June 7th…“WAS THERE A PLACE, IN SOUTHWEST WASHINGTON, THAT TOUCHED HISTORY AS WELL AS YOUR FAMILY?”
The General Motors ignition key slid home into its slot with a metallic harmony as my Dad then gave it a twist and brought our 1967 Chevy II Nova to life. With that 6 cylinder engine purring like a kitten, the good old-fashioned AM radio crackled to attention as we heard it play the latest Country hit (“Daddy Sang Bass”) by Johnny Cash which filled us all with a smile as we prepared to leave Battle Ground for a day long excursion to our favorite family place.
Being new to the Pacific Northwest (after having moved from the farmlands of Minnesota), our family had fallen in love with the grandeur of this majestic new land we called home.
Being a fan of history, that I was, I felt like I was a modern day Lewis & Clark rolled into one excited teenager. Although, in our journey of discovery, we traveled with all the modern conveniences of freeway, new truck, etc.. Even so, I still marveled that we had traveled the 1,700 mile journey to Washington State to our new home in Battle Ground. Therefore, being the impressionable youngster that I was, I began reading the journals of those amazing men and greatly identified with the fascinating adventures of the Lewis & Clark Expedition.
Our whole family always looked forward to making the trip to that sandbar along the wide Columbia River near the town of Woodland, Washington. Mom often brought along her stationery supplies and would sit comfortably up in our Chevy II Nova writing letters to family back home in the Midwest while Dad would carry his fishing gear down to the river’s shoreline and set up for what was known as Salmon “Splunking”.
Salmon “Splunking” likely got its name from the sound the lead weight would make when it hit the water after a fisherman cast his lures as far out into the river as he could. Sportsmen would then stab a pole holder device into the sand along the shoreline and stick their pole into the holder. One didn’t need to stand there with pole in hand all the time, because the idea was to be at the “bar” fishing when the tide was going back out to the ocean. The current of the river was much faster then, and the movement of that current would make your choice of lure to “dance” in the water and hopefully attract a Salmon or Steelhead (large Rainbow Trout) fish. Lastly, my Dad (and other fishermen) would hang a small bell from the pole so that when a fish would “strike”, and run with the lure, the movement would cause the pole to jerk, thus alerting the fisherman to run for his pole and “set the hook” into the fish’s mouth for a catch.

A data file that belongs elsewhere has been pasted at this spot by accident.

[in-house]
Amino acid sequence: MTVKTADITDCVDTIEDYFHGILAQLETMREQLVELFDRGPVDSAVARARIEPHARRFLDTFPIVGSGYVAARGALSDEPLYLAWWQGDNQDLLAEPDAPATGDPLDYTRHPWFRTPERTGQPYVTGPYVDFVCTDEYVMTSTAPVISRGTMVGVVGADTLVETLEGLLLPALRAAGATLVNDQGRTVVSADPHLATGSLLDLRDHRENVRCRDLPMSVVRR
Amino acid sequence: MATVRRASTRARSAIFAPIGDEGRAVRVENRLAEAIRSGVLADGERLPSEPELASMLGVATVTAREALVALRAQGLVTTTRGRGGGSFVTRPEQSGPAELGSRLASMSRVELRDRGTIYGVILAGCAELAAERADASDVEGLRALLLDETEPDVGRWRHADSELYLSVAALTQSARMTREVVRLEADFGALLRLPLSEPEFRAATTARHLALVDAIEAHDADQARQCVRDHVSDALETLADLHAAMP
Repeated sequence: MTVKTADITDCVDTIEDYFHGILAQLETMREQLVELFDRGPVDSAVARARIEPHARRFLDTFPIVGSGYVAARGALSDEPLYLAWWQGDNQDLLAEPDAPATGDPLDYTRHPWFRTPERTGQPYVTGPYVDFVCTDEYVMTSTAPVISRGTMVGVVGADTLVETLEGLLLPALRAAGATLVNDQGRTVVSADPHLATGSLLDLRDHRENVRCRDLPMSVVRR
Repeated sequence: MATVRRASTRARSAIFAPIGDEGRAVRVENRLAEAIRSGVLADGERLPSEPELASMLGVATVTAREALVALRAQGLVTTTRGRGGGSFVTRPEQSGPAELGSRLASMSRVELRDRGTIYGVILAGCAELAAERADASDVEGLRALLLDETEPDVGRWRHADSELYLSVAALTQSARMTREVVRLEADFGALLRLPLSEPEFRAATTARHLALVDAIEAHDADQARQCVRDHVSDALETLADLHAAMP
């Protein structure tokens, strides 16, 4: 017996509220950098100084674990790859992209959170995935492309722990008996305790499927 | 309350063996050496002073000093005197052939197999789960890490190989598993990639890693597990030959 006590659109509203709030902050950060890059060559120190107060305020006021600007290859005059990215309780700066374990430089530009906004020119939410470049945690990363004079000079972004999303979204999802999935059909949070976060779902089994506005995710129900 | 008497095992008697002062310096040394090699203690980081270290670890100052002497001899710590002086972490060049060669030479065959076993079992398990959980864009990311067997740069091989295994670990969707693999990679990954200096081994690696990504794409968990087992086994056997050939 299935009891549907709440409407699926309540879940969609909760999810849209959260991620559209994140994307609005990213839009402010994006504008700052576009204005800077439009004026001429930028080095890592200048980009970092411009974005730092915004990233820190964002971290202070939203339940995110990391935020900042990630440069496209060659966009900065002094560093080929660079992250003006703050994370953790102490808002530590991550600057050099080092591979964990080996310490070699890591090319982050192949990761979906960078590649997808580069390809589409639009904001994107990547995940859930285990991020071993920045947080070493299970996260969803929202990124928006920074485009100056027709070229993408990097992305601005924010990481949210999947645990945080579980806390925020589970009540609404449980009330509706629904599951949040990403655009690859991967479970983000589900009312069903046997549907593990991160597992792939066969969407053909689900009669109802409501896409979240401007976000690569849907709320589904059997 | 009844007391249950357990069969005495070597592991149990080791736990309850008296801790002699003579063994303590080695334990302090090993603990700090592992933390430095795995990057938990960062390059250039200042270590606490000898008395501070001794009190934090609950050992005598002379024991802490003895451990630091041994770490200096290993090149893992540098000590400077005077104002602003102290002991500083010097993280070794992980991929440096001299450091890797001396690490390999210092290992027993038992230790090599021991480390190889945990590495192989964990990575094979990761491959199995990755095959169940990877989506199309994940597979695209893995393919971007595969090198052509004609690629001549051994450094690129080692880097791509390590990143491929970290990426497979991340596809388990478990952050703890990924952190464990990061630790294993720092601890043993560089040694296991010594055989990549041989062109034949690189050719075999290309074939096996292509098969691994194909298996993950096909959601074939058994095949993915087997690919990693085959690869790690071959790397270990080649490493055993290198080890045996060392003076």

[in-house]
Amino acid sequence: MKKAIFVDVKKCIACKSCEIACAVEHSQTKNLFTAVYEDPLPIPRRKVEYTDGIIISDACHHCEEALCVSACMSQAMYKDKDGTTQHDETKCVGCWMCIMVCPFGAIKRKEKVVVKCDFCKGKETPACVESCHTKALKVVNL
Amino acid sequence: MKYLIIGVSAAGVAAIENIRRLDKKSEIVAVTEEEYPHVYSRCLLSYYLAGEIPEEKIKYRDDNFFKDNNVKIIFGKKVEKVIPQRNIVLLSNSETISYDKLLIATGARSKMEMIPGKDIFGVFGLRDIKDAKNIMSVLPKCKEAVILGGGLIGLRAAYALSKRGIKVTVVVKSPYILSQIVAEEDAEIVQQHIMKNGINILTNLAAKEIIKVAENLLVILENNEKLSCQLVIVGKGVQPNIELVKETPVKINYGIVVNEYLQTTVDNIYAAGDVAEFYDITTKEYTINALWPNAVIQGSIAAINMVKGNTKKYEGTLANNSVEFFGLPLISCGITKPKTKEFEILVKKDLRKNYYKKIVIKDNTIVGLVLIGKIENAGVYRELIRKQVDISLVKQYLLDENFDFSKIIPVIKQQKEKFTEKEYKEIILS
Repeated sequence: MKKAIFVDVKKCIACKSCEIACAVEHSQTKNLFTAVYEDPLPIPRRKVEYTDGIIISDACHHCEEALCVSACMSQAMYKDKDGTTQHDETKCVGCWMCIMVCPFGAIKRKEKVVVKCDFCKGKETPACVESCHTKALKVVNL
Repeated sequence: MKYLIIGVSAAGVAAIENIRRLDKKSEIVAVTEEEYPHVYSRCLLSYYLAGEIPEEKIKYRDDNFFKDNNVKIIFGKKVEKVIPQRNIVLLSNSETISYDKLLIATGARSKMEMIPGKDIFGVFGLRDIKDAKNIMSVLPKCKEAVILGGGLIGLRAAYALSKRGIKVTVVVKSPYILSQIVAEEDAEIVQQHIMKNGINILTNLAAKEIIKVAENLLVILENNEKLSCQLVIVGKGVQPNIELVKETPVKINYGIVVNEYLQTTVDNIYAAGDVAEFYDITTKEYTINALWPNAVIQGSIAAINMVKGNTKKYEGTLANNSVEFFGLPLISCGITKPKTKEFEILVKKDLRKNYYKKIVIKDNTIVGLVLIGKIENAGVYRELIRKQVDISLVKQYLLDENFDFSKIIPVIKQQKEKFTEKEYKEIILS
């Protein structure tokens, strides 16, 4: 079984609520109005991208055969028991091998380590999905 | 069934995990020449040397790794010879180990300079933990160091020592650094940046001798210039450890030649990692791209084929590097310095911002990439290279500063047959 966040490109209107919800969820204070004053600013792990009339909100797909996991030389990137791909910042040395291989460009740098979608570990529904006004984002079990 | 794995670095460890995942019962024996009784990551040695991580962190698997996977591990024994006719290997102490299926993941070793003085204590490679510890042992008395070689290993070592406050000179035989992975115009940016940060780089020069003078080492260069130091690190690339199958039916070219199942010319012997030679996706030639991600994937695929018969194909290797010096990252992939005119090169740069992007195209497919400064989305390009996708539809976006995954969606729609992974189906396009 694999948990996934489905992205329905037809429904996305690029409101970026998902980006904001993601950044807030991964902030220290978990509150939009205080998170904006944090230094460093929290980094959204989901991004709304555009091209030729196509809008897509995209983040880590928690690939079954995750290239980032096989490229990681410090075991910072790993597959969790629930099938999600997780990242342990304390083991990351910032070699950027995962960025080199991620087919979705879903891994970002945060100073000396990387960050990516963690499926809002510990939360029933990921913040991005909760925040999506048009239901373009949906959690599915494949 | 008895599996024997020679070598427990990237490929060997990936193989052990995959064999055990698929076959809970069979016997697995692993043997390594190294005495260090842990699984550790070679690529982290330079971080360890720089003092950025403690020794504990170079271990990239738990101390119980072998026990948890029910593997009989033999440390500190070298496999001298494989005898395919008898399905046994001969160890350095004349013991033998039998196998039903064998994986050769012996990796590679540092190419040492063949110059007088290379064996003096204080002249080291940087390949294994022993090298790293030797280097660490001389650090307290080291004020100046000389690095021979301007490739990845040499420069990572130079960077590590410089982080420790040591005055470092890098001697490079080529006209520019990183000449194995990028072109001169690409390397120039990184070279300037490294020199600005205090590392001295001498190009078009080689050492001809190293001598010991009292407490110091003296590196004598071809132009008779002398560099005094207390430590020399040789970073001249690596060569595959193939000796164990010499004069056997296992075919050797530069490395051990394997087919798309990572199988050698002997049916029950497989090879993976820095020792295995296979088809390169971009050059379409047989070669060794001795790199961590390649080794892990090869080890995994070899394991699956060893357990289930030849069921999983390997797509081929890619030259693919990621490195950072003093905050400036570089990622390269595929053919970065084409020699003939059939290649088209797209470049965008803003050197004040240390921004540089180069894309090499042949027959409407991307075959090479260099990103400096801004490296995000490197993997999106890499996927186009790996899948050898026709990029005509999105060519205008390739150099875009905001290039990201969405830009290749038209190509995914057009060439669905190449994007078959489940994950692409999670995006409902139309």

At times, our father was successful in catching a Salmon or Steelhead (a big Rainbow Trout) . He always got a giggle out of showing his fishy finds off to our little nieces and nephews. On any occasion, though, our family was thrilled just to enjoy the great outdoors and watch life along the river. A jaw-dropping joy was to see the monstrously giant cargo ships that would ply the river on their way to, or from Portland, Oregon docks, and beyond. Those massive, ocean going vessels pushed so much water aside from their passing that there would be rolling waves of water curling furiously onto the shorelines in their wake.
In those days, along the river, there were plenty of woods to explore and treasures to find for my younger sister, Candice, and this older brother. And, when “nature called”, we’d just grab us a roll of toilet paper and find a secluded spot in those woods to “dooo” what comes naturally!! 😉
The windy wonders of this river were almost hypnotic to a boy who had spent his first 13 years on the flat farmlands of Minnesota. Whether enjoying this place with cousins and friends, or all by myself, I was always captured in a time machine, of sorts, as I’d gaze across the sun-sparkled waters of that river and envision my heroes (Lewis & Clark) as their company of explorers navigated their thirteen dugout canoes down this very river and looked upon these same emerald hillsides that I now looked upon also.
Over the many years, Woodland Sandbar became a happy destination for future generations as my own young family came to enjoy days at the Columbia River. We’d usually stop along the way to have a “snack attack” from a local gas station or food store, then on we’d go the rest of the way to play along that river, like I did when I was a teenager. We’d all enjoy the peaceful abandon of that serene setting that allowed the symphony of the waters to play a tune for us as those waters would “kiss” the shoreline while the setting sun created liquid diamonds dancing across the now amber waves of that magic river. Those times with family were poignant with simple pleasures in the abundance of simple play times and the simple wonderments of the beautiful world God had made for us to enjoy. Sweet, still, are the river memories of this Norwegian Farmer’s Son.